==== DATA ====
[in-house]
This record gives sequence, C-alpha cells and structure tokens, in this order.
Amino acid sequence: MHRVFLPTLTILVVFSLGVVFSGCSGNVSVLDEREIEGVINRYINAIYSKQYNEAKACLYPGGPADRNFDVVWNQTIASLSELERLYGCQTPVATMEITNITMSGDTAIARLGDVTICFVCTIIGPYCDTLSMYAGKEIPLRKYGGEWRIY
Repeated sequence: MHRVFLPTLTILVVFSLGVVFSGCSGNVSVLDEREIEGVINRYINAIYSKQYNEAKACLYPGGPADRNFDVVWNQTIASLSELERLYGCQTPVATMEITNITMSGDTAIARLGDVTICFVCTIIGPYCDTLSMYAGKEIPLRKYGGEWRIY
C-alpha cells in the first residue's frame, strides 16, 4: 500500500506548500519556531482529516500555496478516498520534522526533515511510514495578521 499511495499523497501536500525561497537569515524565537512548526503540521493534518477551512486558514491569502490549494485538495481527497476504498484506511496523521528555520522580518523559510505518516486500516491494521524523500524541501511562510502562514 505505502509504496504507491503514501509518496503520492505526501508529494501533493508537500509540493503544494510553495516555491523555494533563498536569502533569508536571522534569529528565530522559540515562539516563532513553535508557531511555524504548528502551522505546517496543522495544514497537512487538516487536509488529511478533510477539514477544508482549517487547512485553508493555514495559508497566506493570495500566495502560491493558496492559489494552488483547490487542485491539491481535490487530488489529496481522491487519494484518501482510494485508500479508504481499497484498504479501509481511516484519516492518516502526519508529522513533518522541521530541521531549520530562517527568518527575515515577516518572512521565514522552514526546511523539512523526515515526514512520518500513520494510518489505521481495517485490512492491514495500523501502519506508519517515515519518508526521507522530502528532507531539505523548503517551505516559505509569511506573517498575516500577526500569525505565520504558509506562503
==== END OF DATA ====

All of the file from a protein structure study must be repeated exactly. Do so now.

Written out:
[in-house]
This record gives sequence, C-alpha cells and structure tokens, in this order.
Amino acid sequence: MHRVFLPTLTILVVFSLGVVFSGCSGNVSVLDEREIEGVINRYINAIYSKQYNEAKACLYPGGPADRNFDVVWNQTIASLSELERLYGCQTPVATMEITNITMSGDTAIARLGDVTICFVCTIIGPYCDTLSMYAGKEIPLRKYGGEWRIY
Repeated sequence: MHRVFLPTLTILVVFSLGVVFSGCSGNVSVLDEREIEGVINRYINAIYSKQYNEAKACLYPGGPADRNFDVVWNQTIASLSELERLYGCQTPVATMEITNITMSGDTAIARLGDVTICFVCTIIGPYCDTLSMYAGKEIPLRKYGGEWRIY
C-alpha cells in the first residue's frame, strides 16, 4: 500500500506548500519556531482529516500555496478516498520534522526533515511510514495578521 499511495499523497501536500525561497537569515524565537512548526503540521493534518477551512486558514491569502490549494485538495481527497476504498484506511496523521528555520522580518523559510505518516486500516491494521524523500524541501511562510502562514 505505502509504496504507491503514501509518496503520492505526501508529494501533493508537500509540493503544494510553495516555491523555494533563498536569502533569508536571522534569529528565530522559540515562539516563532513553535508557531511555524504548528502551522505546517496543522495544514497537512487538516487536509488529511478533510477539514477544508482549517487547512485553508493555514495559508497566506493570495500566495502560491493558496492559489494552488483547490487542485491539491481535490487530488489529496481522491487519494484518501482510494485508500479508504481499497484498504479501509481511516484519516492518516502526519508529522513533518522541521530541521531549520530562517527568518527575515515577516518572512521565514522552514526546511523539512523526515515526514512520518500513520494510518489505521481495517485490512492491514495500523501502519506508519517515515519518508526521507522530502528532507531539505523548503517551505516559505509569511506573517498575516500577526500569525505565520504558509506562503